Boycotting corporations does little to spur political change

Our nation’s current political climate involves many crucial aspects of United States bureaucracy, administration and overall societal norms. Among everyday citizens, there is a growing wave of motivation to organize or to act in some way against—or in support of—President Donald Trump.

While hardly controversial compared to other recent events—such as the anti-Trump women’s rights marches that occurred on Saturday Jan. 21 or White House Press Secretary Sean Spicer’s comments about the media—a debatably ineffective method adopted to resist Trump’s influence is a boycott against corporations whose founders or owners support him.

One corporation at the center of the anti-Trump boycotts is L.L. Bean, the clothing retailer Trump recently thanked via Twitter for a private political action committee donation on behalf of Linda Bean, granddaughter of the company’s founder.

While Bean’s donation was not connected to the corporation—as its current Executive Chairman Shawn Gorman emphasized that the company “stay[s] out of politics”—the viral nature of Twitter helped tarnish its reputation. The hashtag campaign “#GrabYourWallet” was created to motivate a boycott against the company.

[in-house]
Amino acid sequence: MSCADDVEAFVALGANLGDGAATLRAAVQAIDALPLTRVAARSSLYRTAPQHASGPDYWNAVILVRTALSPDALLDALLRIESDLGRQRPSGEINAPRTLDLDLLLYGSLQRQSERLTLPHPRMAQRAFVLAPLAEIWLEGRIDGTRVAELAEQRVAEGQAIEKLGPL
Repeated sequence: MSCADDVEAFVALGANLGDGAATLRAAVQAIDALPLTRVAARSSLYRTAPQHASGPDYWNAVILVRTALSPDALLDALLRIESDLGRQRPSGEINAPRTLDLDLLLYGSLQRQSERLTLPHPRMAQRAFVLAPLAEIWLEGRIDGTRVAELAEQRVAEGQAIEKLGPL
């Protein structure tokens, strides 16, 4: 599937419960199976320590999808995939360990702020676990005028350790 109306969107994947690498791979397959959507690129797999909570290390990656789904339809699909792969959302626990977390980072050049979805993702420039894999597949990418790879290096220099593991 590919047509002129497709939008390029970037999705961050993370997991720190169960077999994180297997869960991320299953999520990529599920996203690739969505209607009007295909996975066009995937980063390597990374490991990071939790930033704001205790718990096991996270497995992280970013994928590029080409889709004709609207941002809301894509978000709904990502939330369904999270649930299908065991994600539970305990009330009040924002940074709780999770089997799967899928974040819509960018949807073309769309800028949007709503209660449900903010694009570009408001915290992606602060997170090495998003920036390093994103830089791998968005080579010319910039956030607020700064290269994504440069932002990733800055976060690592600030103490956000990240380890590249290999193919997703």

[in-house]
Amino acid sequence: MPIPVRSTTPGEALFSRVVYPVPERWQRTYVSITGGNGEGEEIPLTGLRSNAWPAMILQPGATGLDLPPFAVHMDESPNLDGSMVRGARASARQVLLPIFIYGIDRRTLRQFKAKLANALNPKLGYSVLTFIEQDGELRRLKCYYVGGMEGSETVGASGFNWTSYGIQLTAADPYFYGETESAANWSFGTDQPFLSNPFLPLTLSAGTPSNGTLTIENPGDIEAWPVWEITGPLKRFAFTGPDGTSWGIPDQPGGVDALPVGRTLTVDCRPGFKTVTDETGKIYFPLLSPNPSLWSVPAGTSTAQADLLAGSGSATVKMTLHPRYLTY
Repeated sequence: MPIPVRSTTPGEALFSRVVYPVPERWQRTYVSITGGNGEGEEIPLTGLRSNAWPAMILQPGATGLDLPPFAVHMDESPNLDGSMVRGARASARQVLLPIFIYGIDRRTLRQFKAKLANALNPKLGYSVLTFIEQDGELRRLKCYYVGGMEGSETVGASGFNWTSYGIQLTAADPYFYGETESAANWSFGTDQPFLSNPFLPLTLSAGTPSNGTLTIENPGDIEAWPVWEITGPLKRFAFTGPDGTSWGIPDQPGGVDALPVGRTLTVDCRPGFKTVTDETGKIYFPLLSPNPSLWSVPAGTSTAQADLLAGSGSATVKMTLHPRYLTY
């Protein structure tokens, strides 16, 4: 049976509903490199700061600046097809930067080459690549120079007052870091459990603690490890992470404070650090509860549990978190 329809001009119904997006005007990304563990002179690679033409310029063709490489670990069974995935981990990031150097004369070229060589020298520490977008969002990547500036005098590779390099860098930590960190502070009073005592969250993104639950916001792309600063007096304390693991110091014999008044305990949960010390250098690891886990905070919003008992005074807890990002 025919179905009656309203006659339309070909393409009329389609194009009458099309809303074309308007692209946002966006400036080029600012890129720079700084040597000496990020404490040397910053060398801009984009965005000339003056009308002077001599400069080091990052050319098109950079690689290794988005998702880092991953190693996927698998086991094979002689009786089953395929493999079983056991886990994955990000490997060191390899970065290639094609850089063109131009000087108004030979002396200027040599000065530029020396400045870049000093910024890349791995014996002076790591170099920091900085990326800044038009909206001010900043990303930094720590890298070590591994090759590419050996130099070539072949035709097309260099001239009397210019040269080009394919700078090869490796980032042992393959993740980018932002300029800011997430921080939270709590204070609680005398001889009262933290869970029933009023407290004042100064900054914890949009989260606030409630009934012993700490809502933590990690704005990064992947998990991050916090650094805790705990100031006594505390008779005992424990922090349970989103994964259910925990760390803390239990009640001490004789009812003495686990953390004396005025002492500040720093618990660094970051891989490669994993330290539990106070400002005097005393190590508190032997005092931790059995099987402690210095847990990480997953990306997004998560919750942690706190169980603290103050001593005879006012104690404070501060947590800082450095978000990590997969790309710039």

Boycotts, historically and contemporarily, are socially significant methods of engaging in the political process. The problem with the L.L. Bean boycotting campaign is that it singles out only one corporation—out of probably hundreds, if not thousands—that engage in political or economic activity that one may deem unethical or immoral. Bean was outspoken about her political beliefs, yet there are most likely many conservative or like-minded people in her position that prefer to keep their politics private.

Realistically, refusing to shop at L.L. Bean—or other corporations that endured minor controversies, such as Chick-Fil-A and its homophobic owner—is more of a personal triumph than one that installs significant resistance or change. Boycotting one corporation while not acknowledging the ills of others is not exactly productive; the consequent self-praise one may give oneself for this method of resistance does not help activist efforts either.

If one wants to boycott a corporation that he/she deems problematic—for whatever reason—it must be a committed and ongoing lifestyle choice, because there is no ethical consumption under capitalism. Engaging in protests, organized demonstrations or educational workshops related to resistance are better ways to contribute real energy to a cause.